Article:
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Saudi financial conference opens in U.S. with star-studded cast

Andreessen, Peltz, Neumann, Mnuchin and Kushner take to stage at Future Investment Initiative’s two-day Global Priority Summit in Miami

The Circuit

Saudi Arabia’s Future Investment Initiative is running a miniature version of its annual Davos-in-the-Desert business conference in Miami.

The two days of panel discussions and high-level networking brings together a cast of prominent U.S. investors including Silicon Valley’s Marc Andreessen, Wall Street’s Nelson Peltz and Josh Harris, and WeWork and Flow founder Adam Neumann. Top Saudi figures at the FII’s Global Priority Summit include the governor of the kingdom’s $650 billion Public Investment Fund, Yasir Al-Rumayyan, and the Saudi ambassador to Washington, Princess Reema Bint Bandar.

The Miami confab also attracted senior Trump administration figures, including Jared Kushner, the former White House senior policy advisor, and ex-Treasury Secretary Steven Mnuchin. Both run investment funds backed by Al-Rumayyan’s sovereign wealth fund and were the subjects of a New York Times story published on the conference’s first day that revealed additional Gulf investors to their funds. 

Kushner is scheduled to speak today about the prospects for extending the Arab-Israeli normalization agreements known as the Abraham Accords that he spearheaded at the White House in 2020.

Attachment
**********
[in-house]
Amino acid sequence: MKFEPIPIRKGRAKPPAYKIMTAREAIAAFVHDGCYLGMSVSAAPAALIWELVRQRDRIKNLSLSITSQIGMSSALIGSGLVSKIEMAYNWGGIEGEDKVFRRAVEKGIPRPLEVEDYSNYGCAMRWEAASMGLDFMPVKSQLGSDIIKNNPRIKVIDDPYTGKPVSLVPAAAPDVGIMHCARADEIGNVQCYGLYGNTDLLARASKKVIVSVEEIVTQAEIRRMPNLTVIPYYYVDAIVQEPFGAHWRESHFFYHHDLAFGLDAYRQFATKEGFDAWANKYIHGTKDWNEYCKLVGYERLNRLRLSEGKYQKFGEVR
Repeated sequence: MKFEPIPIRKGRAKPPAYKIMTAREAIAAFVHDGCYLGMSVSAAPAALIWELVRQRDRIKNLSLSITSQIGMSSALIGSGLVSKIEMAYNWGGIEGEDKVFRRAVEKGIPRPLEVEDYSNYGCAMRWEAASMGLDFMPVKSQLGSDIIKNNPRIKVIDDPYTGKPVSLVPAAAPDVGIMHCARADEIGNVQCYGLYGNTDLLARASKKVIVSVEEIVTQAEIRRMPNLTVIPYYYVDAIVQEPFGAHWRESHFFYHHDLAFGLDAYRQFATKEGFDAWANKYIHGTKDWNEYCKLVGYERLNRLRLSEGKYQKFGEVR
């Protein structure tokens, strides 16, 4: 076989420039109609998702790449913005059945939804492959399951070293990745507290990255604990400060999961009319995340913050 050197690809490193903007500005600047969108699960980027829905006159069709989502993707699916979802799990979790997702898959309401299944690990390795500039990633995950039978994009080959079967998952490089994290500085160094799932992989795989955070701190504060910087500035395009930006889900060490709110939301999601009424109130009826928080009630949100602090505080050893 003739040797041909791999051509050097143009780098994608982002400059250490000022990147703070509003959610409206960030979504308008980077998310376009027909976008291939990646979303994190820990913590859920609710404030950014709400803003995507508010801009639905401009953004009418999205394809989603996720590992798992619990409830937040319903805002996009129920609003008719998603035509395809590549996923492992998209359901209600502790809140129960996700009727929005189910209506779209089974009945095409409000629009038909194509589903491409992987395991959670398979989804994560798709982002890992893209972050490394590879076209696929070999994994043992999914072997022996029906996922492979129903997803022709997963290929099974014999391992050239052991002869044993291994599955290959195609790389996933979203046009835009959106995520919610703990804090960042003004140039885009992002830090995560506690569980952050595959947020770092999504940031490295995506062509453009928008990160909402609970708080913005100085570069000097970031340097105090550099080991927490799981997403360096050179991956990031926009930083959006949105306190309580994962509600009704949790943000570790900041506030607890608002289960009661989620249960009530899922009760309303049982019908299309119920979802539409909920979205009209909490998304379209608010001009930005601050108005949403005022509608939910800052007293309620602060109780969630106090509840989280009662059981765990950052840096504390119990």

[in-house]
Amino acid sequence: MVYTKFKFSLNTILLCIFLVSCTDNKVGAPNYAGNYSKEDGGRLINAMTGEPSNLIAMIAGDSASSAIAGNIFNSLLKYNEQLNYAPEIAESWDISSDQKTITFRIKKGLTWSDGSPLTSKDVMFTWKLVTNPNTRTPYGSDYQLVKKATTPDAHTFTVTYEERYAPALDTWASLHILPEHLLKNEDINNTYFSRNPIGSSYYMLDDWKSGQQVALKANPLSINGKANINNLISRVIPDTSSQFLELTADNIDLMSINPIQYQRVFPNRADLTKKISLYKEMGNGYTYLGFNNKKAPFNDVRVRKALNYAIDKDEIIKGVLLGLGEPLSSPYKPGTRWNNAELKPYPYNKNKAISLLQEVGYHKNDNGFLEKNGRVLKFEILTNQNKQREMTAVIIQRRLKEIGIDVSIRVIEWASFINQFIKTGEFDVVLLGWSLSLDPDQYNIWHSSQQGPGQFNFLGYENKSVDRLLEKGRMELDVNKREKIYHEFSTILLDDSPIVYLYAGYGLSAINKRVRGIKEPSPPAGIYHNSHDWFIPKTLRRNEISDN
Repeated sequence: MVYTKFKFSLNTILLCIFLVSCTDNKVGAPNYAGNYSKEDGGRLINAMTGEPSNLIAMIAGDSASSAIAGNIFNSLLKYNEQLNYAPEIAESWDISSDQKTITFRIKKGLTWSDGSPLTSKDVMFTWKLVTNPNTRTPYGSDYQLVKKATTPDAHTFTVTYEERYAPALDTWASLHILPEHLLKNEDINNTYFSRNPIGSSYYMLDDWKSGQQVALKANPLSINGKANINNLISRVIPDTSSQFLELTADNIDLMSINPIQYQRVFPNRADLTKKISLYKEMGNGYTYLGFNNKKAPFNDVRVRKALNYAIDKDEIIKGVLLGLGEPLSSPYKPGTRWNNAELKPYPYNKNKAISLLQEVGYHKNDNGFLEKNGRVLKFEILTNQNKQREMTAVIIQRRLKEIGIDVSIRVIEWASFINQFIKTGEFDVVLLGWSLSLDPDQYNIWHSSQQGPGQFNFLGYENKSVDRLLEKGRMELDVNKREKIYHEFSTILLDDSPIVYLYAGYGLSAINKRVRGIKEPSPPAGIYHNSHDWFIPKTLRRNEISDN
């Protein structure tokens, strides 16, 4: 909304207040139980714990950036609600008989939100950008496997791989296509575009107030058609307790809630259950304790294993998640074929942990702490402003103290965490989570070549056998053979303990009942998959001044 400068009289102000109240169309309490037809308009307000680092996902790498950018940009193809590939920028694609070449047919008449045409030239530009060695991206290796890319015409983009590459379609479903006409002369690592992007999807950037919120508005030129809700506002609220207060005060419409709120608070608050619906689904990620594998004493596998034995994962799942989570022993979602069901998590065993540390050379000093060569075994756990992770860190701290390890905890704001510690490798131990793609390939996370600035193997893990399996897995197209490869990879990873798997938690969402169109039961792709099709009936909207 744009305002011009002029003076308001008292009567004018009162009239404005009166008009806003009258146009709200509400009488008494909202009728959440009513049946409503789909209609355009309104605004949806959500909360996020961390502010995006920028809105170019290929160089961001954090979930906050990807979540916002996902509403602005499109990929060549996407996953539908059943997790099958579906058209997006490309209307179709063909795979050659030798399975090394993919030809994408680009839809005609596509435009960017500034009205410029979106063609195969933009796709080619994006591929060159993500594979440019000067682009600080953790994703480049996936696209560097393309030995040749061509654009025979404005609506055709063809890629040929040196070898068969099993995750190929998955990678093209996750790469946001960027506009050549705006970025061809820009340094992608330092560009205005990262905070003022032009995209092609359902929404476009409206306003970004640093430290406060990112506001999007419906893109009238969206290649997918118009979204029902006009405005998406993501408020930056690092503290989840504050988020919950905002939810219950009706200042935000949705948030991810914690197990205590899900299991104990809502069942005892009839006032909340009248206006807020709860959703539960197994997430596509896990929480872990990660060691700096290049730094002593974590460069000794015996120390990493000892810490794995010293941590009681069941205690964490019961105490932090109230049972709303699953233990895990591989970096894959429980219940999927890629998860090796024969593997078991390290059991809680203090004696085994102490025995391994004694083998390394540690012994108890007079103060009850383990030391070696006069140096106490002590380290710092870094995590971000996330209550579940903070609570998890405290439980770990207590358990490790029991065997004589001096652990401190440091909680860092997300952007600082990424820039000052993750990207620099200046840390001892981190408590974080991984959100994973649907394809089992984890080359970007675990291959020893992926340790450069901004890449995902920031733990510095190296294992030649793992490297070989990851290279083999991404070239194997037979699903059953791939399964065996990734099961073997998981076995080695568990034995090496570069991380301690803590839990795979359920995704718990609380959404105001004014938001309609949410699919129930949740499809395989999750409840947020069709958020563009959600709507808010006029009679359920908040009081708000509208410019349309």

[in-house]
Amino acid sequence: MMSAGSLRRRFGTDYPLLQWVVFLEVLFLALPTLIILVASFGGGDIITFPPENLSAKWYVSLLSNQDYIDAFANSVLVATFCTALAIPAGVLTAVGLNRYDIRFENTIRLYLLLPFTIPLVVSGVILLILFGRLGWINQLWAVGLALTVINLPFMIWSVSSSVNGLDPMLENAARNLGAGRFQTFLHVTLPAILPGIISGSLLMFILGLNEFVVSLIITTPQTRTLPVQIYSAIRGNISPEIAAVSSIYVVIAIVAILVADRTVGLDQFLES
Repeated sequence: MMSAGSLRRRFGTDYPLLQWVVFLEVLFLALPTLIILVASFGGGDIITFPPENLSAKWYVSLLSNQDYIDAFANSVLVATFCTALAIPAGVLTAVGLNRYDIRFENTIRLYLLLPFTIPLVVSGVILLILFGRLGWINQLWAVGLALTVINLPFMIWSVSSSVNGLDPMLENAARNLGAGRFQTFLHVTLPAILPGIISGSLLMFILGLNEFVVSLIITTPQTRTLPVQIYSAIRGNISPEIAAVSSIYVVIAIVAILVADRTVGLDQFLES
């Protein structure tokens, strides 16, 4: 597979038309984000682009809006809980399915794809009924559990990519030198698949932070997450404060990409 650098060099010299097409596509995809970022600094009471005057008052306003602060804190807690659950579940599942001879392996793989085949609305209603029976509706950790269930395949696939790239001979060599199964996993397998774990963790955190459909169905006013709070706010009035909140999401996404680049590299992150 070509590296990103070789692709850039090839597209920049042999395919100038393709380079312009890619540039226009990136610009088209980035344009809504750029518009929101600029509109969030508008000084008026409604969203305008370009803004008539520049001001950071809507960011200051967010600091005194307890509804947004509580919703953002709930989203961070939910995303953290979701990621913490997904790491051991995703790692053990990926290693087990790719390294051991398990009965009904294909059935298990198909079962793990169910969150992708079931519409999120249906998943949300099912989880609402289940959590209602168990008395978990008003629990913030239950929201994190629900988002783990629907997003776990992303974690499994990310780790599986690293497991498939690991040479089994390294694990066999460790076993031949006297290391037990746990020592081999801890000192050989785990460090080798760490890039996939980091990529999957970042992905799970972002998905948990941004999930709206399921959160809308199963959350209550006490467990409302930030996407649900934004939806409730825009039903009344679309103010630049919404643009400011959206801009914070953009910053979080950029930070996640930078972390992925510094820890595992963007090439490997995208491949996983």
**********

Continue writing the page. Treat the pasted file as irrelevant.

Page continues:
In his appearance on Thursday, Mnuchin spoke mostly about the U.S. economy and the collapse of Silicon Valley Bank, which was rescued and sold off by the Federal Deposit Insurance Corp.

“I think this was a complete failure of management and it was also a failure of the regulators,” Mnuchin remarked. “This should have been seen way in advance, and it should never have occurred.”

Al-Rumayyan, who opened the conference and is chairman of Saudi Aramco, the kingdom’s national oil company, opened the proceedings with Miami Mayor Francis X. Suarez in an onstage chat. In October, Suarez spoke at the main FII conference in the Saudi capital of Riyadh and announced the agreement to host FII in Miami.

Speaking as head of the sovereign wealth fund, Al-Rumayyan said he expects the PIF to grow to $1 trillion in assets by 2025 and at least $2 trillion by 2030. As head of Aramco, whose 2022 net income of $161 billion was the highest in the world of any publicly traded company, Al-Rumayyan said the shift to sustainable energy sources has to be handled gradually.

Because of climate change concerns, he said, “some of the governments around the world bullied the oil and gas companies.” Al-Rumayyan said the world needs to recognize that “it takes time to have a transition from fossil fuels to renewables,” adding that “oil, gas and fossil fuels are not such a bad thing.”

Also speaking at the conference was Greg Norman, CEO and commissioner of the upstart LIV Golf tournament, which is backed by the Saudi investment fund and has been sued by the PGA tour for poaching its stars.

Norman dismissed questions about the new golf tournament’s viability and said he was confident LIV would survive its battle with the PGA.

“A monopolist doesn’t like to be taken off its pedestal,” he said. “We’re not going to go anywhere.”

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